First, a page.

Heating hot water is currently generated through the burning of fossil fuels (heating oil as one example) and cooling does not exist at any of the schools. The heat pump systems will have pellet biomass boilers to generate hot water when low outside air temperatures reduce heat pump capacity and efficiency. This will allow downsizing of the heat pump and ensure use is maximized.

The final result will be a fully commissioned, verifiably energy efficient, and healthy building for all students, teachers, and staff across St. Maries School District. The steps to get there include:

1.      Project Development - Complete preliminary design, contractor pricing, energy calculations and measurement & verification (M&V) plan.

The project developer will engage with the school district to ensure the district provides input at all stages of design and development. The construction project manager will be integrated to assist with project pricing. The scope of this performance period includes the assembly of a consultant team including a biomass design consultant, mechanical engineer, electrical engineer, structural engineer, and architect. This team, along with construction personnel, will develop schematic design and rough order of magnitude pricing with options to assist the district in early decision making. Decisions impact project cost, system capacity, redundancy, energy savings, space usage, etc. Once decisions are made, design development will proceed to obtain guaranteed maximum contractor pricing. Contractors will include a select bid group that meet qualification requirements and provide design input at the guaranteed max price (GMP) stage.

Energy modeling will include the development of baseline energy models tuned to each of the St. Maries School’s utility bill data. Proposed models of the energy conservation measures (ECM) will result in guaranteed energy savings. Measurement and verification plans will be created for each ECM to verify energy savings are achieved. Preliminary construction schedules will be assembled to include final design, permitting, procurement, construction, commissioning, and closeout.

1.      Final design, permitting, and equipment procurement

The construction team is led by a Project Manager, supported by a Project Engineer, and a Site Superintendent. This team will manage the completion of design, permitting, and contractor procurement. This performance period will include the completion of design documents to 90% before permit sets are issued. A final RFP amongst the group of qualified contractors who submitted a GMP will occur. All state and local permits will be obtained to complete the mechanical, electrical, and building envelope work. After permit comments are incorporated 100% construction documents will be created. Submittals will include design team review and client review to provide another opportunity for client input. Equipment that has a long lead time will be identified early and orders placed in time to allow for shipping to the job site when it will be needed for the schedule.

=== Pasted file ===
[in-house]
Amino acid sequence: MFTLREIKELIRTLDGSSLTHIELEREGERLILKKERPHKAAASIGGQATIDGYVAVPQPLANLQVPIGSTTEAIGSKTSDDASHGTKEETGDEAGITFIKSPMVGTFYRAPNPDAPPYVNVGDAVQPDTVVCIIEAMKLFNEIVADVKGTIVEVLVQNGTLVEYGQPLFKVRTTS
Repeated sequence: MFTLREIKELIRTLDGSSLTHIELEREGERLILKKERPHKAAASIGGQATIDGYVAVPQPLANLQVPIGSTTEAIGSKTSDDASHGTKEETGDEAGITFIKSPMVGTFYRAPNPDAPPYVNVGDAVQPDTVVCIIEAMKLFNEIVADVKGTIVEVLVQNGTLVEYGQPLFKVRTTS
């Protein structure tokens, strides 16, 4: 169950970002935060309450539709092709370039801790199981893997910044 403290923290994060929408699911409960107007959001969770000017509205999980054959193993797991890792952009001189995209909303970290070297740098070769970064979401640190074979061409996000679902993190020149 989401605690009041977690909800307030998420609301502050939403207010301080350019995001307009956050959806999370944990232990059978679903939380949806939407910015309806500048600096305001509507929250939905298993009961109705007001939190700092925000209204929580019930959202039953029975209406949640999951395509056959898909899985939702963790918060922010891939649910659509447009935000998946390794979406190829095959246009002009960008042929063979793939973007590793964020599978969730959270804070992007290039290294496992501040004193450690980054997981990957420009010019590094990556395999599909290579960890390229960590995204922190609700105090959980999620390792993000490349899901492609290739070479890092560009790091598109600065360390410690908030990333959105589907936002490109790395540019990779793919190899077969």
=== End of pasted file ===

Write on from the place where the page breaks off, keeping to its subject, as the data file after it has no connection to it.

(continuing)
2.      Construction – Phase 1

The same construction team will take on construction, commissioning, and closeout for the projects that will fit best during the first time slot that makes the most sense to ensure that student learning will not be impacted. This is likely to be Summer 2024 for all building envelope work, including roofs, windows, and siding. The construction schedule will be updated with more detailed long lead information and specific construction tasks.

3.      Construction – Phase 2

Similar to above, but likely to occur in Summer 2025 and include the HVAC and controls upgrades as well as the associated electrical work, including service upgrades, alongside those pieces.


4.      Commissioning

Commissioning tasks will begin during the tail end of each construction phase and conclude after all documented items are addressed, and a final report provided.

5.      Turnover and Performance Assurance

Construction turnover and closeout will initially include the delivery of closeout documents and O&M manuals. At this point construction transition work begins. This phase ensures a smooth

transition from construction to operation and includes extensive training of the district staff, creation of a preventative maintenance plan, lists of spare parts to stock, and the inclusion of ongoing check-ins to provide additional training or support. If the district desires a service contract after the warranty period can be included to augment the district facility staff. Energy performance will also be measured and verified to ensure guaranteed savings are being met or if adjustments or modifications are required to achieve savings. Ongoing active energy management will be included to ensure persistence of energy savings is accomplished